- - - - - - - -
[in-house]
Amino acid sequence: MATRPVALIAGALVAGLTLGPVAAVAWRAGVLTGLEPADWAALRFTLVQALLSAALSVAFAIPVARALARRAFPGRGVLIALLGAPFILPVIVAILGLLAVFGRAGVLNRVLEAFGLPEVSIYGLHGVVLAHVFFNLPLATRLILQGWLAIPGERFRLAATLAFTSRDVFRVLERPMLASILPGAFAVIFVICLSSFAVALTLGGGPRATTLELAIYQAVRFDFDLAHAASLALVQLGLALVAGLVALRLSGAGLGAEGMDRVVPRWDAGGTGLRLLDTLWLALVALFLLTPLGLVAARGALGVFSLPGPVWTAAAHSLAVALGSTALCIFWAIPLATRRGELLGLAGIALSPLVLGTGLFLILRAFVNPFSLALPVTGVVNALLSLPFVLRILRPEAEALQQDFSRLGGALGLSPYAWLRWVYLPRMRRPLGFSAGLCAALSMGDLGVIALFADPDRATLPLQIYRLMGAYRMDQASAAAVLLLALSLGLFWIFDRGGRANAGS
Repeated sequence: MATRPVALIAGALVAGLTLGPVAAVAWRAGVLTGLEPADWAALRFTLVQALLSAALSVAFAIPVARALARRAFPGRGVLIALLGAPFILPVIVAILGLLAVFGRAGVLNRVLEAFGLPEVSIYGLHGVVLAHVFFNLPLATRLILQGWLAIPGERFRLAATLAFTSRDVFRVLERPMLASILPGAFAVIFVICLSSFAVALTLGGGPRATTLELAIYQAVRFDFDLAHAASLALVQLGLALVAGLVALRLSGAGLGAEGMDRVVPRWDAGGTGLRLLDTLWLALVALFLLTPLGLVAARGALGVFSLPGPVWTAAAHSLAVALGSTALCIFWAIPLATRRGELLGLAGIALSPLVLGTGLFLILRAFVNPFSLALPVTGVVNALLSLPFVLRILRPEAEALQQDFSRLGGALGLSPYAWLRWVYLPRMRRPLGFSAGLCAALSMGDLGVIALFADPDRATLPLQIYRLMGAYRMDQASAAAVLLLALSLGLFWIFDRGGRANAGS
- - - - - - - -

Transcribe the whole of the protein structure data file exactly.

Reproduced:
[in-house]
Amino acid sequence: MATRPVALIAGALVAGLTLGPVAAVAWRAGVLTGLEPADWAALRFTLVQALLSAALSVAFAIPVARALARRAFPGRGVLIALLGAPFILPVIVAILGLLAVFGRAGVLNRVLEAFGLPEVSIYGLHGVVLAHVFFNLPLATRLILQGWLAIPGERFRLAATLAFTSRDVFRVLERPMLASILPGAFAVIFVICLSSFAVALTLGGGPRATTLELAIYQAVRFDFDLAHAASLALVQLGLALVAGLVALRLSGAGLGAEGMDRVVPRWDAGGTGLRLLDTLWLALVALFLLTPLGLVAARGALGVFSLPGPVWTAAAHSLAVALGSTALCIFWAIPLATRRGELLGLAGIALSPLVLGTGLFLILRAFVNPFSLALPVTGVVNALLSLPFVLRILRPEAEALQQDFSRLGGALGLSPYAWLRWVYLPRMRRPLGFSAGLCAALSMGDLGVIALFADPDRATLPLQIYRLMGAYRMDQASAAAVLLLALSLGLFWIFDRGGRANAGS
Repeated sequence: MATRPVALIAGALVAGLTLGPVAAVAWRAGVLTGLEPADWAALRFTLVQALLSAALSVAFAIPVARALARRAFPGRGVLIALLGAPFILPVIVAILGLLAVFGRAGVLNRVLEAFGLPEVSIYGLHGVVLAHVFFNLPLATRLILQGWLAIPGERFRLAATLAFTSRDVFRVLERPMLASILPGAFAVIFVICLSSFAVALTLGGGPRATTLELAIYQAVRFDFDLAHAASLALVQLGLALVAGLVALRLSGAGLGAEGMDRVVPRWDAGGTGLRLLDTLWLALVALFLLTPLGLVAARGALGVFSLPGPVWTAAAHSLAVALGSTALCIFWAIPLATRRGELLGLAGIALSPLVLGTGLFLILRAFVNPFSLALPVTGVVNALLSLPFVLRILRPEAEALQQDFSRLGGALGLSPYAWLRWVYLPRMRRPLGFSAGLCAALSMGDLGVIALFADPDRATLPLQIYRLMGAYRMDQASAAAVLLLALSLGLFWIFDRGGRANAGS